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Don’t Pin Your Hopes On This One

, , , , | Right | March 14, 2010

(I am scanning a customer’s items and the screen prompts me to ask for her phone number.)

Me: “Can I get your phone number please?”

Customer: “1-2-3-4.”

Me: *confused*

Customer: “Oh, I thought you asked for my pin number.”


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Tickled Black

, , , , | Right | March 4, 2010

Customer: “I have a complaint about this ‘Tickle Me Elmo’ toy.”

Me: “Go ahead.”

Customer: “I saw a few videos online that it’s really a “Tickle Me Emo”! How dare you try to teach kids to be emo!”

Me: “I’m sorry, ma’am, but those videos are fake and were created just for a laugh. That is a Tickle Me Elmo and it’s completely appropriate for kids.”

Customer: “Oh, okay.” *a few seconds later* “So, where can I find a ‘Tickle Me Emo’?”


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Love Isn’t As Priceless As It Used To Be

, , , , , , | Right | March 2, 2010

(I work in a toy store where customers can custom-build their own stuffed animals. A father and young daughter approach.)

Me: “Welcome to [Toy Store]. Have you picked out an animal to be stuffed today?”

Little Girl: “Yes!”

(We proceed to stuff the bear and the little girl grabs one of the ‘push to talk’ buttons and hands it to me.)

Me: “Okay, you want to get the ‘I love you’ button put in today?”

Father: “Hold on a second. Baby, what’s this thing?”

Little Girl: “He puts it in the bear for me and when you push it, it says ‘I love you’!”

Father: “How much does this thing cost?”

Me: “Five dollars, sir.”

Father: “S***! For five dollars, baby, I’ll tell you I love you! Go put that thing back.”


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We Need One Of These In Every Store, Part 2

, , , , , | Right | February 15, 2010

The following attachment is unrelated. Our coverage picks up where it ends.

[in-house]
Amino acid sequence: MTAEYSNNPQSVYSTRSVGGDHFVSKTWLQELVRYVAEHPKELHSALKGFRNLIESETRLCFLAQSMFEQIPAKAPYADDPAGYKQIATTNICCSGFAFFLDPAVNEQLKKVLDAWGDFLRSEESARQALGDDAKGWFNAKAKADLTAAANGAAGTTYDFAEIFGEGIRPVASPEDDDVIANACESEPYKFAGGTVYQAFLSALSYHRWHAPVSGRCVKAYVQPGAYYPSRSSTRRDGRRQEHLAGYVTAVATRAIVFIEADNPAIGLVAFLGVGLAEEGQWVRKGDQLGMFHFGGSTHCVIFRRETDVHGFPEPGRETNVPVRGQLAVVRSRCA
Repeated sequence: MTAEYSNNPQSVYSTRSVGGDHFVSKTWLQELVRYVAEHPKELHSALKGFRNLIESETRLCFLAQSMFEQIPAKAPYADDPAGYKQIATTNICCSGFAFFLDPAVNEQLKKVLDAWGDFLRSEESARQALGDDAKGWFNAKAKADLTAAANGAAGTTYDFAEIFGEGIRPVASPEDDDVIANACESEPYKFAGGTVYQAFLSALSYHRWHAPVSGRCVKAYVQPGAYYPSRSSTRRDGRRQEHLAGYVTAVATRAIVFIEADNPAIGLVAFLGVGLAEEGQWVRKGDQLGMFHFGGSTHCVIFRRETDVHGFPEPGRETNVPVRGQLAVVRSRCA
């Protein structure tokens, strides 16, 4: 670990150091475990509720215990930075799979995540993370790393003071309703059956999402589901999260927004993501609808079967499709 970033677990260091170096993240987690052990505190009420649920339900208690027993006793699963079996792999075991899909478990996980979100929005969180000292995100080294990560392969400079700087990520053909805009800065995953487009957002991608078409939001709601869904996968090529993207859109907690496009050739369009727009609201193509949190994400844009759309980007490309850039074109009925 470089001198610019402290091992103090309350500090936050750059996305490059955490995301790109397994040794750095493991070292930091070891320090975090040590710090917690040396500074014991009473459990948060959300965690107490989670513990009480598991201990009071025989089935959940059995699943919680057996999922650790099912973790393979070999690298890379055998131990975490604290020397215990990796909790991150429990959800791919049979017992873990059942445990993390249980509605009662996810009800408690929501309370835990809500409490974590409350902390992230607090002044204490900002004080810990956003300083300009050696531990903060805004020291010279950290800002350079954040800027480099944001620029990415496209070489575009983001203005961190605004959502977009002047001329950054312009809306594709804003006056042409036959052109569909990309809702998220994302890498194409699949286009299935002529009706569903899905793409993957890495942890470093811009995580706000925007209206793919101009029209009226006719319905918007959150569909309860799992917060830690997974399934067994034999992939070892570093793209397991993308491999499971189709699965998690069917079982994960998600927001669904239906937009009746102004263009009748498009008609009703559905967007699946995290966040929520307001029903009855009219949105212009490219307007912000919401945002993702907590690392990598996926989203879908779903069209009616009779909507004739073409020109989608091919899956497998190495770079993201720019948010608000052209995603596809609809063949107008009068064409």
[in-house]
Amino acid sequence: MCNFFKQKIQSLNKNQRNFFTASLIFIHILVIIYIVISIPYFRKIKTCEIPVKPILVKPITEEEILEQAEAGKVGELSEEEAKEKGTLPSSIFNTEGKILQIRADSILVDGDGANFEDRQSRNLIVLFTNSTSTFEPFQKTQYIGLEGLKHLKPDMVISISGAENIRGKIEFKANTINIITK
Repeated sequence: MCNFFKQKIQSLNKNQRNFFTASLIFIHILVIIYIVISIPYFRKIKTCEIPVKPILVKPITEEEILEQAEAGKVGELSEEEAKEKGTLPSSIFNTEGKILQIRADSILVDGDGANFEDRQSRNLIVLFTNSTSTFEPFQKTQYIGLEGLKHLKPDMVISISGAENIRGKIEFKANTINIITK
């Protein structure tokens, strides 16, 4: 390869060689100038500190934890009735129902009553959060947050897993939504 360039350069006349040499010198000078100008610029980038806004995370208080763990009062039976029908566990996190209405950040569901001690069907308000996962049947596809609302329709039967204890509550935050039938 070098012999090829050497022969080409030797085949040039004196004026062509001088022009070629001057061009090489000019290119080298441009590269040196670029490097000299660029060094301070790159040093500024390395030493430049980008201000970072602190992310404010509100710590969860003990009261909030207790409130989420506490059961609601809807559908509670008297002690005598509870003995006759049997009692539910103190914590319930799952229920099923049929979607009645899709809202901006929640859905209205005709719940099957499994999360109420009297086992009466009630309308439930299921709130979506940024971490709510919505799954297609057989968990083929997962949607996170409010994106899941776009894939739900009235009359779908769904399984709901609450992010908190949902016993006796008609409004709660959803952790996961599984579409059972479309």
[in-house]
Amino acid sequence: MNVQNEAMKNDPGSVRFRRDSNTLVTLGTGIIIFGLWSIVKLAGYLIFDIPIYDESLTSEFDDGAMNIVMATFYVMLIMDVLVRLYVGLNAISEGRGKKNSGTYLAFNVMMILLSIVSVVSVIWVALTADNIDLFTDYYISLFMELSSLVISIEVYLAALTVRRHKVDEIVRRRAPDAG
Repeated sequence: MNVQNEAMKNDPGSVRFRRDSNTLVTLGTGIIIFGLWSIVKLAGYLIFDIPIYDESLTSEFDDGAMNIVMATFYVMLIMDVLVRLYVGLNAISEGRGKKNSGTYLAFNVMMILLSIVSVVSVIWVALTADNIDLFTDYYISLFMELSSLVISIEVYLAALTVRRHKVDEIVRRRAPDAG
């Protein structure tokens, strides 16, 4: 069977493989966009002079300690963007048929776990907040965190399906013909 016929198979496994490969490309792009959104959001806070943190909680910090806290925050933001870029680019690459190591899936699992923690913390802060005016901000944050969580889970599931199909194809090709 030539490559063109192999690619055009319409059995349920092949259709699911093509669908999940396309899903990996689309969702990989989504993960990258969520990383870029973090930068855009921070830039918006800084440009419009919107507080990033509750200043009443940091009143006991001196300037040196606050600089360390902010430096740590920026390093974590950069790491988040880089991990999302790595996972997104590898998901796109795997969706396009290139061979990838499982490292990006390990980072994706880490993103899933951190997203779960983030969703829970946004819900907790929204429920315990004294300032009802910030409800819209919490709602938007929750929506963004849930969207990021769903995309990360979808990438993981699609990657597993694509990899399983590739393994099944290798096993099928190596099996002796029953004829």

(At the front of our store is a bin full of loose fantasy figurines.  One night, two pre-teen boys come in and start rounding up all the fairy princesses they can find, naming each one after adult film actresses. They proceed to stage some pretty graphic stuff with the toys, complete with language and racial slurs.)

Me: “You kids drop those toys, right now! This is a family store, you got it? You either clean your language up or get out of here. NOW!”

(The boys stare at me open-mouthed. One of them squeaks, “Yes, ma’am,” and they both drop the toys and run.)

Coworker:  “Wow! Way to go!”

Me:  “Yeah, you don’t mess with the Toy Store Amazon.”

We Prefer Not To Watch Dr. Manhattan’s Project

, , , , , , | Right | February 4, 2010

Customer: “Hi, do you sell stuff from the Watchmen movie?”

Me: “No, ma’am, we don’t. Since the movie was rated R, there are no licensed Watchmen products marketed to children.”

Customer: “Well, do you know where I can find Watchmen stuff?”

Me: “Do you have something that you’re looking for in particular?”

Customer: “Well, my son’s school is having a superhero-themed day where all the kids are supposed to come to school in costume. My son wanted to go as Dr. Manhattan.”

Me: “Dr. Manhattan? Ma’am, do you know anything about him?”

Customer: “I know that he’s blue. Don’t you have anything at all?”

Me: “Ma’am, with all due respect, Dr. Manhattan walks around completely naked. Part of the reason the movie is rated R is because you see… everything… when he’s on-screen.”

Customer: “Uh-huh. Do you think [Other Store] sells Watchmen stuff?”

Me: *giving up* “I’m sure it would be worth a shot…”


This story is part of our “Bad Parents & R-Rated Movies” roundup!

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